Wednesday, 15 March 2017

Good Governance – Part 2: The Area of Good Governance

This is the second part of a two part essay on good governance. You can find the first part at [4].

For brevity, I’m going to invent an acronym: “AGG” for Area of Good Governance. An AGG is a jurisdiction which has acquired, or is in the process of acquiring, good governance. That is to say, a region of the world, in which the political state has been or is being dismantled. And in which that state has been, or is being, replaced by governance which maintains peace, defends the rights of civilized people, justly resolves disputes, and does no more.

Some may dismiss the ideas I put forward here as Utopian. To them, I say: No radical idea can be realized, until it has been communicated to those who stand to benefit from it. And no vision can be passed on to anyone, unless it has first been articulated. That is my purpose today; to offer, as best I can, my vision of how an AGG might be constructed.

The starting point

I don’t want to spend a lot of words on what a mess world politics is today. We all know that. Nor do I want to talk too much of the anger and disdain, which good people are more and more feeling for the political system and its ruling classes. Except to say that the Brexit vote and the election of Donald Trump are, I think, signs of a growing dissatisfaction that goes far deeper than any day to day politics, and well beyond differences of “left” or “right.” Early signs of a resurgence of the human spirit after a period of recession, perhaps?

So, I’m going to start from a situation in which many, many people in an area are ready for a shift to a better kind of government. To government that is smaller, more honest, less wasteful, less violent and aggressive, more responsive, and far, far more respectful of us human beings. To government which works for us, not against us.

Furthermore, I’m going to assume that the will is there, and the way is clear, for action to reform government so that it becomes a nett benefit to good people, not a drain on us and a danger to us. How we get to that point is another matter; and a major one. But my focus today is on things we, the builders of the new way, might do once in a position to create good governance.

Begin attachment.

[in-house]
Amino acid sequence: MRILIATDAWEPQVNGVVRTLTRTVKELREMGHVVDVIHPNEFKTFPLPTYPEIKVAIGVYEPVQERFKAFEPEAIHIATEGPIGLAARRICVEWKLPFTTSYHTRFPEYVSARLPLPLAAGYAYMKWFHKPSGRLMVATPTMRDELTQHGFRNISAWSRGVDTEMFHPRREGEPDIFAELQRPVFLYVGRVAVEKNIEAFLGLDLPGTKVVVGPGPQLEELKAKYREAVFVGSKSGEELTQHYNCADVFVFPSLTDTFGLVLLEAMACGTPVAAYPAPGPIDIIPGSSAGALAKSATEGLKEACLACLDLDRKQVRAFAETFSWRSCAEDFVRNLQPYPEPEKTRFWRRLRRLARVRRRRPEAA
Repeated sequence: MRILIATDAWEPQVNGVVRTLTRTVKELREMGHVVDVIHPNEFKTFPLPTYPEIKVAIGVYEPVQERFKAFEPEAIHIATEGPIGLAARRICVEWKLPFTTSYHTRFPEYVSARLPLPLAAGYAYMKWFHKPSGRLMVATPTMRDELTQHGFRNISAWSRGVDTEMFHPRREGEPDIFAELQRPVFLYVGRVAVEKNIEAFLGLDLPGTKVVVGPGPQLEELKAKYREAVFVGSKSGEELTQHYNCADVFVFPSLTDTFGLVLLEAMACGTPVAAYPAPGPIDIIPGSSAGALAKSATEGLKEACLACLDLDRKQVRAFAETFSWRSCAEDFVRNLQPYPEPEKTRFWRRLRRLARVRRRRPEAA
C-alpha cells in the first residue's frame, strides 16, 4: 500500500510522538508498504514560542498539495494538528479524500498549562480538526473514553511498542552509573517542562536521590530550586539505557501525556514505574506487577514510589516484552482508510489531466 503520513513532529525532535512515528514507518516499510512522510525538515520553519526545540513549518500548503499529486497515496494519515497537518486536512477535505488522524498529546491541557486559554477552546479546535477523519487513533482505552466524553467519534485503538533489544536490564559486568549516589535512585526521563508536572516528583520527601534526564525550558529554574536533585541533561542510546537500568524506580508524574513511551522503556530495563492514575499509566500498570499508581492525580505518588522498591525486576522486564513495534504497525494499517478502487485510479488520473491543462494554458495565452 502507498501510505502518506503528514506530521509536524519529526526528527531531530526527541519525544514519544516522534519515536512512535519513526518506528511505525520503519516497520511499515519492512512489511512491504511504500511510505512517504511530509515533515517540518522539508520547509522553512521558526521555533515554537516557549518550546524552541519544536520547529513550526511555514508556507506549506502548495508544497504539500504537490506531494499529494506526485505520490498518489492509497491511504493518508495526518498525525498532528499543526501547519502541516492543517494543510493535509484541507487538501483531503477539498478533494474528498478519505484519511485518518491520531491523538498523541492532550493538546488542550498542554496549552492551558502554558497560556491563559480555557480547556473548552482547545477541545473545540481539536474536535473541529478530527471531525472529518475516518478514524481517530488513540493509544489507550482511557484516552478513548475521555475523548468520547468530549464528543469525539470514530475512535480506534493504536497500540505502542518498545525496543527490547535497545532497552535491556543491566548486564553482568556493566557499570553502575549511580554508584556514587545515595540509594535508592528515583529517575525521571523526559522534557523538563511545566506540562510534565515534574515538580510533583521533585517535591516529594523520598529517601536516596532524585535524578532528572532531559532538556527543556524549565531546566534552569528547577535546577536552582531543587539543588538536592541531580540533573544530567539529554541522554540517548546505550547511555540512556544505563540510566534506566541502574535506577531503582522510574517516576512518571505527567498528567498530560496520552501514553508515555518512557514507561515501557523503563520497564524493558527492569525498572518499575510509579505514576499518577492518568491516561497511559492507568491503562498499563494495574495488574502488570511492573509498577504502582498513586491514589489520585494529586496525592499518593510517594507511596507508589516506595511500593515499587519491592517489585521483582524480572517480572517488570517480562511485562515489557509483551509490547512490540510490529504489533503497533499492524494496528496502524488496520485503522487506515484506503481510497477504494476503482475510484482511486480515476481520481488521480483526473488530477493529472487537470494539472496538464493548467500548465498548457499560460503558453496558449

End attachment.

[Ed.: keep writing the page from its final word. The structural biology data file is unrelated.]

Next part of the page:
These ideas are radical. Inevitably, some of them won’t work; others may work in principle, but not on the scale that will be necessary. Yet others may aim to solve problems that don’t eventuate. What I’m trying to do here is give a feeling for the kind of actions that will be necessary to make an AGG work. Others may, and I hope will, come up with suggestions far better than mine. And for that reason, the details of what happens may differ substantially from what I say here. But the outline, I hope, will not.

Where might it happen first?

I expect that the pressures for change, of the kind we’re interested in, will become strongest first in Western democracies. Firstly, perhaps, in Europe, in places where both the European Union and national governments are becoming increasingly unpopular. And secondly, in regions of other countries – such as a state, or a group of neighbouring counties, in the USA – where many people have become fed up with the political system and with big government.

Therefore, I’m going to put forward my ideas in the context of Western democracy. And, in particular, in the context of a post Brexit England, perhaps including Wales too; an area which, I think, has as much potential to become an early AGG as anywhere in the world.

The start of the process

First, a general point. The changes we make must be evolutionary, not revolutionary. We must take care not to throw away the lessons of the past. So, it isn’t part of our task to raze potentially workable institutions to the ground in order to clear space for a brand new system. Rather, our task is to de-politicize governance, and to make it work as it should. This means that we must seek to preserve the best traditions, customs and institutions in each place. Our primary focus should be on re-purposing institutions to make them work for us.

Thus, at the outset, the institutions of an English AGG won’t be much different from today’s. There will still be elections to a parliament. There will still be courts, judges and juries. There will still be police, and even prisons. There will still, regrettably, be for a time a need for borders. The military won’t be reformed overnight, though they will be quickly withdrawn from all foreign conflicts. There will still be diplomats, although their jobs will be reduced in scope and scale. And even the monarchy will continue, albeit re-purposed.

Reforming the parliament

The place to start our reforms must be the parliament. We must reign in its excesses, and make it start working for good people, as it should have been doing all along.